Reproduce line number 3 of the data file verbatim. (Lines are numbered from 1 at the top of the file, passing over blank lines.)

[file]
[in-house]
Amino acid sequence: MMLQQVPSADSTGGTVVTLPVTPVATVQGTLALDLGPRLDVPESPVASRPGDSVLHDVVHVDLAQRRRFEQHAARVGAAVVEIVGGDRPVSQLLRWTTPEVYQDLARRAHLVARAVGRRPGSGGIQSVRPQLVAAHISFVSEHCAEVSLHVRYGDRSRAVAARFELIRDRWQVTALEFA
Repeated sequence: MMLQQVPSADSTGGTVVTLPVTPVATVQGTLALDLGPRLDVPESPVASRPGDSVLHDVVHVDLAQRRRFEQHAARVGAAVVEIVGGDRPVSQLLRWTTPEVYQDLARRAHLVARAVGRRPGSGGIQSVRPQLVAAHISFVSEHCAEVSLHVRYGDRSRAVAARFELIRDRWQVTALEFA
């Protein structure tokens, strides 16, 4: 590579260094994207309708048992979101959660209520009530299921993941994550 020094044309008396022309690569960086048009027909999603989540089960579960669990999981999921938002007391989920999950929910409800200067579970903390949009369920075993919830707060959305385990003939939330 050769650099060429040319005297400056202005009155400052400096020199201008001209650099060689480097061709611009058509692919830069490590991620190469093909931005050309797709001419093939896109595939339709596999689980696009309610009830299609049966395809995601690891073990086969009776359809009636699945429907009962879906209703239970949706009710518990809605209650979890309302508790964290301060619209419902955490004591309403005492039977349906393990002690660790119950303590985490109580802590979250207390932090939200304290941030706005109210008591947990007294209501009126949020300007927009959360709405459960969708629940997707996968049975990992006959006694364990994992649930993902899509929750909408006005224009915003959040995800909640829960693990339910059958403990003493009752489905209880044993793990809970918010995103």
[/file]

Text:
Repeated sequence: MMLQQVPSADSTGGTVVTLPVTPVATVQGTLALDLGPRLDVPESPVASRPGDSVLHDVVHVDLAQRRRFEQHAARVGAAVVEIVGGDRPVSQLLRWTTPEVYQDLARRAHLVARAVGRRPGSGGIQSVRPQLVAAHISFVSEHCAEVSLHVRYGDRSRAVAARFELIRDRWQVTALEFA